Medication Safety

How To Swallow A Pill Easily

Difficulty swallowing tablets and capsules can be a problem for many individuals and can lead to a variety of adverse events and patient noncompliance with treatment regimens. It is estimated that over 16 million people in the United States have some difficulty swallowing, also known as dysphagia.

For these individuals, swallowing a tablet or a capsule can be particularly challenging. A survey of adults on difficulties swallowing tablets and capsules suggests that this problem goes well beyond the patient population with clinically recognized dysphagia and may affect as many as 40 percent of Americans. Of those who experience difficulty swallowing medication, less than a quarter discuss the problem with a health care professional, 8 percent admit to skipping a dose of prescribed medication, and 4 percent have discontinued therapy because the tablets and/or capsules were difficult to swallow.

 Individuals who find it difficult to swallow tablets and capsules frequently blame the size. Size and shape of tablets and capsules affect the transit of the product through the pharynx and esophagus and may directly affect a patient’s ability to swallow a particular drug product. Larger tablets and capsules have been shown to prolong esophageal transit time. This can lead to disintegration of the product in the esophagus and/or cause injury to the esophagus, resulting in pain and localized esophagitis and the potential for serious sequelae including ulceration.

Two Techniques for Swallowing Pills

Researchers have found that these two pill-swallowing techniques help most people:

The lean-forward method

  • Place the pill on the tongue
  • Take a sip of water but do not swallow it
  • Lean the head slightly forward, bringing the chin slightly down toward the chest (do not touch the chin to the chest, as this will narrow the throat opening)
  • In this position, swallow the pill

The pop-bottle method

  • Fill a flexible plastic water or soda bottle with water
  • Place the pill on the tongue
  • Wrap lips tightly around the bottle opening (so no air escapes)
  • Keep lips pursed, tilt head back, and drink from the bottle with a sucking motion, swallowing pill right away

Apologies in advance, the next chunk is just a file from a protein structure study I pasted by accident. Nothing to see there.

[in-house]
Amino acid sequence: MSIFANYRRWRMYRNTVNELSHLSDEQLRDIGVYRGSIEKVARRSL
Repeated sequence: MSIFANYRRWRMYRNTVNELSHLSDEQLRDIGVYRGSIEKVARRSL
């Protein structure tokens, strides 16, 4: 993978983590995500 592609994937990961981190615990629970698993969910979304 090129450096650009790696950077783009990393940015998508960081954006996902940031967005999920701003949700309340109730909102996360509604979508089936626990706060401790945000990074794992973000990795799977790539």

No air is allowed in or out of the bottle during this process, so drinking water will cause the bottle to collapse in on itself a bit. Experts recommend patients consult a physician or speech therapist before trying this method because leaning the head back may increase the risk for breathing in water directly into the lungs.

These techniques are successful for most but not all people who have trouble swallowing pills. A doctor or therapist may be able to recommend different pill-swallowing techniques that work better for certain individual patients.

How to swallow pills easier?

Here are a few things you can do to make swallowing medicine a little easier:

Put a pill in applesauce or pudding. The texture can make it easier to swallow pills whole.

Make sure you ask your pharmacist if it’s okay to cut or grind a medication. Timed-release or enteric-coated medicines shouldn’t be broken apart. It may also be possible to get your medicine in another form such as a powder, cream, or liquid, so don’t hesitate to ask.

If you have trouble swallowing pills or anything else, don’t put off getting an evaluation. Start with your primary care physician, who will likely refer you to an ear, nose, and throat specialist or to a speech-language pathologist for a swallowing assessment. Facing the possibility that you have a swallowing disorder may be a hard pill to swallow, but learning ways to overcome it will make your future of taking medication a lot safer.


Dr. Oche Otorkpa PG Cert, MPH, PhD

Dr. Oche is a seasoned Public Health specialist who holds a post graduate certificate in Pharmacology and Therapeutics, an MPH, and a PhD both from Texila American University. He is a member of the International Society of Substance Use Professionals and a Fellow of the Royal Society for Public Health in the UK. He authored two books: "The Unseen Terrorist," published by AuthorHouse UK, and "The Night Before I Killed Addiction."
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